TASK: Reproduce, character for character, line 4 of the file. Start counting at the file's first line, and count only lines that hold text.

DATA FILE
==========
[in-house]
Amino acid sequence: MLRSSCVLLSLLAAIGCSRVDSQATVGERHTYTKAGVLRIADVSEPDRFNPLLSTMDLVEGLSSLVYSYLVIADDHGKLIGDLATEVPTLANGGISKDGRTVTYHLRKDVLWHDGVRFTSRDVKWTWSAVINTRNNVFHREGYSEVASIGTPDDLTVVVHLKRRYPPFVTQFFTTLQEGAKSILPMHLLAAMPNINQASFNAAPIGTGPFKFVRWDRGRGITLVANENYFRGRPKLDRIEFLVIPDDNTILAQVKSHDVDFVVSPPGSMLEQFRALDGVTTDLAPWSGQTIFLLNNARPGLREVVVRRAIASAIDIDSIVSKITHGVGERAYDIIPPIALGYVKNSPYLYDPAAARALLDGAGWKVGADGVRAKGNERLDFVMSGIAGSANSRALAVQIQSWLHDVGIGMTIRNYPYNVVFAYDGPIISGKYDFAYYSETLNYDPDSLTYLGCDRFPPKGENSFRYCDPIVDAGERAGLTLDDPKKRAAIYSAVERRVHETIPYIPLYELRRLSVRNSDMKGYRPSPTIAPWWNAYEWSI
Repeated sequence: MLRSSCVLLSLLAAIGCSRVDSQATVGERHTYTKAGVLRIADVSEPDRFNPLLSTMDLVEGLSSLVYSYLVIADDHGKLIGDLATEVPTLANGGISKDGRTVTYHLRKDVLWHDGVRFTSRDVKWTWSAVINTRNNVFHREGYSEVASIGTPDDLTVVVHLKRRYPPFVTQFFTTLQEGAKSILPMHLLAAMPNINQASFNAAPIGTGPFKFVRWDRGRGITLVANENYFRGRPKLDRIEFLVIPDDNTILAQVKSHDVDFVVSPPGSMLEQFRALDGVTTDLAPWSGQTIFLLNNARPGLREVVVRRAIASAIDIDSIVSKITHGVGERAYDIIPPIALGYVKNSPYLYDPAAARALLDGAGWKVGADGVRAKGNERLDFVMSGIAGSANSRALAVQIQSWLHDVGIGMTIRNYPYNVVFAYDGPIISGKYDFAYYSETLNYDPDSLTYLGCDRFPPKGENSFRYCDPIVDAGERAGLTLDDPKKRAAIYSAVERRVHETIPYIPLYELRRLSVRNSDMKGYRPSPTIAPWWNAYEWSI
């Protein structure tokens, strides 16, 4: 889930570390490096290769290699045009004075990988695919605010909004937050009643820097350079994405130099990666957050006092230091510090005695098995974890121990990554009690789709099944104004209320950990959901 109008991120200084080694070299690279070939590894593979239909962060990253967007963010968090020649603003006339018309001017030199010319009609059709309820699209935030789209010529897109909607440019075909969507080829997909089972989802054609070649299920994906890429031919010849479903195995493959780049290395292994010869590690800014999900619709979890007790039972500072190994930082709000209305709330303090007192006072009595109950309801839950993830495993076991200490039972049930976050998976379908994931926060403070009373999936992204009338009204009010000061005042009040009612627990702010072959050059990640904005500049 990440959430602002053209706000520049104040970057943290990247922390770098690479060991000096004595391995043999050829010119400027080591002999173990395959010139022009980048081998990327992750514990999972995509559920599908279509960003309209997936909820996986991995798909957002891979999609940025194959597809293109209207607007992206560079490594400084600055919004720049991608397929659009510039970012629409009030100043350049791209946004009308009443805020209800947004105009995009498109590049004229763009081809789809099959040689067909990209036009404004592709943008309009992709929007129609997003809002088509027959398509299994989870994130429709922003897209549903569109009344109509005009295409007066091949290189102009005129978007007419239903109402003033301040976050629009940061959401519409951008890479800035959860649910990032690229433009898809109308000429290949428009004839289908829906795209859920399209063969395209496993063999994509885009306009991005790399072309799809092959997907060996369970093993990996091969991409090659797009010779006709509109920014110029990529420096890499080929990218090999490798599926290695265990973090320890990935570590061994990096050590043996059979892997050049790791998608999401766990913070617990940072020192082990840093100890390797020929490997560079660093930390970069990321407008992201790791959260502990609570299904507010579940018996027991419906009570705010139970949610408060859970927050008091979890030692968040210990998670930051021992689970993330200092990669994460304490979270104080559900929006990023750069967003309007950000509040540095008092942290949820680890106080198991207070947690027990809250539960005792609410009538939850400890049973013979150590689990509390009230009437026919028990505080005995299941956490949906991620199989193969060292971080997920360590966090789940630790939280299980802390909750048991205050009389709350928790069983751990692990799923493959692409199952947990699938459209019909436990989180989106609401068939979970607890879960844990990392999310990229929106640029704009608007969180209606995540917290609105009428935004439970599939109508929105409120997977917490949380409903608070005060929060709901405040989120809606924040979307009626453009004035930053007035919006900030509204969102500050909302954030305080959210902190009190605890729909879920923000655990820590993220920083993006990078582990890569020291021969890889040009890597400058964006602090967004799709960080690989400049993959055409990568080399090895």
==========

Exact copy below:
């Protein structure tokens, strides 16, 4: 889930570390490096290769290699045009004075990988695919605010909004937050009643820097350079994405130099990666957050006092230091510090005695098995974890121990990554009690789709099944104004209320950990959901 109008991120200084080694070299690279070939590894593979239909962060990253967007963010968090020649603003006339018309001017030199010319009609059709309820699209935030789209010529897109909607440019075909969507080829997909089972989802054609070649299920994906890429031919010849479903195995493959780049290395292994010869590690800014999900619709979890007790039972500072190994930082709000209305709330303090007192006072009595109950309801839950993830495993076991200490039972049930976050998976379908994931926060403070009373999936992204009338009204009010000061005042009040009612627990702010072959050059990640904005500049 990440959430602002053209706000520049104040970057943290990247922390770098690479060991000096004595391995043999050829010119400027080591002999173990395959010139022009980048081998990327992750514990999972995509559920599908279509960003309209997936909820996986991995798909957002891979999609940025194959597809293109209207607007992206560079490594400084600055919004720049991608397929659009510039970012629409009030100043350049791209946004009308009443805020209800947004105009995009498109590049004229763009081809789809099959040689067909990209036009404004592709943008309009992709929007129609997003809002088509027959398509299994989870994130429709922003897209549903569109009344109509005009295409007066091949290189102009005129978007007419239903109402003033301040976050629009940061959401519409951008890479800035959860649910990032690229433009898809109308000429290949428009004839289908829906795209859920399209063969395209496993063999994509885009306009991005790399072309799809092959997907060996369970093993990996091969991409090659797009010779006709509109920014110029990529420096890499080929990218090999490798599926290695265990973090320890990935570590061994990096050590043996059979892997050049790791998608999401766990913070617990940072020192082990840093100890390797020929490997560079660093930390970069990321407008992201790791959260502990609570299904507010579940018996027991419906009570705010139970949610408060859970927050008091979890030692968040210990998670930051021992689970993330200092990669994460304490979270104080559900929006990023750069967003309007950000509040540095008092942290949820680890106080198991207070947690027990809250539960005792609410009538939850400890049973013979150590689990509390009230009437026919028990505080005995299941956490949906991620199989193969060292971080997920360590966090789940630790939280299980802390909750048991205050009389709350928790069983751990692990799923493959692409199952947990699938459209019909436990989180989106609401068939979970607890879960844990990392999310990229929106640029704009608007969180209606995540917290609105009428935004439970599939109508929105409120997977917490949380409903608070005060929060709901405040989120809606924040979307009626453009004035930053007035919006900030509204969102500050909302954030305080959210902190009190605890729909879920923000655990820590993220920083993006990078582990890569020291021969890889040009890597400058964006602090967004799709960080690989400049993959055409990568080399090895």